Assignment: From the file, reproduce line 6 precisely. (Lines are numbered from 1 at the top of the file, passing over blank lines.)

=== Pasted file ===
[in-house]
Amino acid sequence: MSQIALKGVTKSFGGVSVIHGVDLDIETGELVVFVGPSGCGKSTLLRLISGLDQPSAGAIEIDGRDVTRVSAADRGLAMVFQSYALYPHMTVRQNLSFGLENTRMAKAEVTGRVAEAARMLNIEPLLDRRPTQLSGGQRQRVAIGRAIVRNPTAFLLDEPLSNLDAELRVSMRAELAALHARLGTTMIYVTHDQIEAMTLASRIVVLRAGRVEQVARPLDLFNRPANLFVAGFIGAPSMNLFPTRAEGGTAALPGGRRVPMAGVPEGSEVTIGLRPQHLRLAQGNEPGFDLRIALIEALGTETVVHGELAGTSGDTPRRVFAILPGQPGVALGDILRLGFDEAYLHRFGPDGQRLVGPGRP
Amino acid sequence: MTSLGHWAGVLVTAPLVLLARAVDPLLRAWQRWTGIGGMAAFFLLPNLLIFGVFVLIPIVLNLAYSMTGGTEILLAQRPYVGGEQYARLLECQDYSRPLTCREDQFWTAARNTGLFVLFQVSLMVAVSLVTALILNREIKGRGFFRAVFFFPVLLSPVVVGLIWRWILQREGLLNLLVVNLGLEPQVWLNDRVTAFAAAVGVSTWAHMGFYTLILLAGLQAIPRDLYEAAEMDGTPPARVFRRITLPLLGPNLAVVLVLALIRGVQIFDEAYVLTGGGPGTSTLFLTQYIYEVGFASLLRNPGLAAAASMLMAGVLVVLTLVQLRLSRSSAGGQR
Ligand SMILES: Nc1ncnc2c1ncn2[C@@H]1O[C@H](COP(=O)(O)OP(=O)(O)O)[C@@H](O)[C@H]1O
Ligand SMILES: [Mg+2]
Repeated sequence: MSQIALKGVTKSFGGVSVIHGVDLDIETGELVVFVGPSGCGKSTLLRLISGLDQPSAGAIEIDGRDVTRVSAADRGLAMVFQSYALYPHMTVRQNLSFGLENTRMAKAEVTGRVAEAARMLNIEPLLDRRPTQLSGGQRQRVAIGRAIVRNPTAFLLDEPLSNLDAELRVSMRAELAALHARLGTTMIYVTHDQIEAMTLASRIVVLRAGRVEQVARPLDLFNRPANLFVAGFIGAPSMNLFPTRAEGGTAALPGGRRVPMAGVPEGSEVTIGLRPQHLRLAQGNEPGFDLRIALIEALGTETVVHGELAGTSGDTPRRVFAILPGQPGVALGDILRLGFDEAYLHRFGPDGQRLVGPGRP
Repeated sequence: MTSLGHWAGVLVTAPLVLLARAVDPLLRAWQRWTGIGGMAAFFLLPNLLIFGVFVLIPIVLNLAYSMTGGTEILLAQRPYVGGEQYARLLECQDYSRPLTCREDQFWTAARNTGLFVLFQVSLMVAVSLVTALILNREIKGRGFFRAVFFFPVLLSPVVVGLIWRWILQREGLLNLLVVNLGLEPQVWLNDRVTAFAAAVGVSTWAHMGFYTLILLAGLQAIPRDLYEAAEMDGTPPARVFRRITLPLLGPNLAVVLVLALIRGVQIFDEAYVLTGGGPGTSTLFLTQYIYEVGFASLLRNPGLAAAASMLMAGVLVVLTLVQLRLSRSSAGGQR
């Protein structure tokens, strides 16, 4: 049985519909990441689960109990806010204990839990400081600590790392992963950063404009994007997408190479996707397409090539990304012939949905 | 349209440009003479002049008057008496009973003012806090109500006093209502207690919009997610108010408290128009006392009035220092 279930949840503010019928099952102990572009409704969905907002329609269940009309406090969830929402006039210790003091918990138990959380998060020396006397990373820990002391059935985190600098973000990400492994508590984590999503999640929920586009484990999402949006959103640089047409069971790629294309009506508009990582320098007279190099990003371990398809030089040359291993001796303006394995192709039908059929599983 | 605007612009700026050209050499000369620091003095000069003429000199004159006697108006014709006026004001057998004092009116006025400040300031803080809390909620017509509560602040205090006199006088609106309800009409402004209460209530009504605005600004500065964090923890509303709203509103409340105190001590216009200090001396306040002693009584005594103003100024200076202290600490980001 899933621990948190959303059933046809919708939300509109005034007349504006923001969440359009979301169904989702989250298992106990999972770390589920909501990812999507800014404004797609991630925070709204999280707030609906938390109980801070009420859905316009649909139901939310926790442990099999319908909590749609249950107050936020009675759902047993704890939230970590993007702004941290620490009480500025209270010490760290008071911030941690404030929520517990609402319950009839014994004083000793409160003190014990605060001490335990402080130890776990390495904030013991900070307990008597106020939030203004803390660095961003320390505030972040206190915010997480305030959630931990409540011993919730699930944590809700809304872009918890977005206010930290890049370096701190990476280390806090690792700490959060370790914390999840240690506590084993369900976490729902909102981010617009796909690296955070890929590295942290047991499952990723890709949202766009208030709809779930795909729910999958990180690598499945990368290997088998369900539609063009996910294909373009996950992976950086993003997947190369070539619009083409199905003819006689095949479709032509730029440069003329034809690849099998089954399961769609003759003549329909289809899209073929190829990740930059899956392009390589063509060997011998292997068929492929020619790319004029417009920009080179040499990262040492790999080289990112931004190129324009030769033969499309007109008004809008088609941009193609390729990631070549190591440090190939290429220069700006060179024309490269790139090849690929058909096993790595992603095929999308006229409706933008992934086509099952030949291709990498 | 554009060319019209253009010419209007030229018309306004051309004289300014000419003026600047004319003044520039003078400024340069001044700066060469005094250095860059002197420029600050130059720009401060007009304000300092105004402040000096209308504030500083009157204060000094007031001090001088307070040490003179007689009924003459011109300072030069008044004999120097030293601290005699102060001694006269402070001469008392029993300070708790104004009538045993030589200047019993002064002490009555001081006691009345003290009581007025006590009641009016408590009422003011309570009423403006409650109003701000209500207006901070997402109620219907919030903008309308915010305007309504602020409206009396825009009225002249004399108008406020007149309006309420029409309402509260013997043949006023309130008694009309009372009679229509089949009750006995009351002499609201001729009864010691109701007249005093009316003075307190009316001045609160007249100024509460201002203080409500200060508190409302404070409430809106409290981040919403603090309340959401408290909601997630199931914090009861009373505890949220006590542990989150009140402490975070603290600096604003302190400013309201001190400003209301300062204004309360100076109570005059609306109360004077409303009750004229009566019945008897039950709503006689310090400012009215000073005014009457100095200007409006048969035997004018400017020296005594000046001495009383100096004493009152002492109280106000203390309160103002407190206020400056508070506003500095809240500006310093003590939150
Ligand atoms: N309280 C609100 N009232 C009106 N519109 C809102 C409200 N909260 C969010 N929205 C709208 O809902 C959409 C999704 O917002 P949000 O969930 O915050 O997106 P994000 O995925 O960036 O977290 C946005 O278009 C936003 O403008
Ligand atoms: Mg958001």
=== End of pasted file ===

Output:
Repeated sequence: MSQIALKGVTKSFGGVSVIHGVDLDIETGELVVFVGPSGCGKSTLLRLISGLDQPSAGAIEIDGRDVTRVSAADRGLAMVFQSYALYPHMTVRQNLSFGLENTRMAKAEVTGRVAEAARMLNIEPLLDRRPTQLSGGQRQRVAIGRAIVRNPTAFLLDEPLSNLDAELRVSMRAELAALHARLGTTMIYVTHDQIEAMTLASRIVVLRAGRVEQVARPLDLFNRPANLFVAGFIGAPSMNLFPTRAEGGTAALPGGRRVPMAGVPEGSEVTIGLRPQHLRLAQGNEPGFDLRIALIEALGTETVVHGELAGTSGDTPRRVFAILPGQPGVALGDILRLGFDEAYLHRFGPDGQRLVGPGRP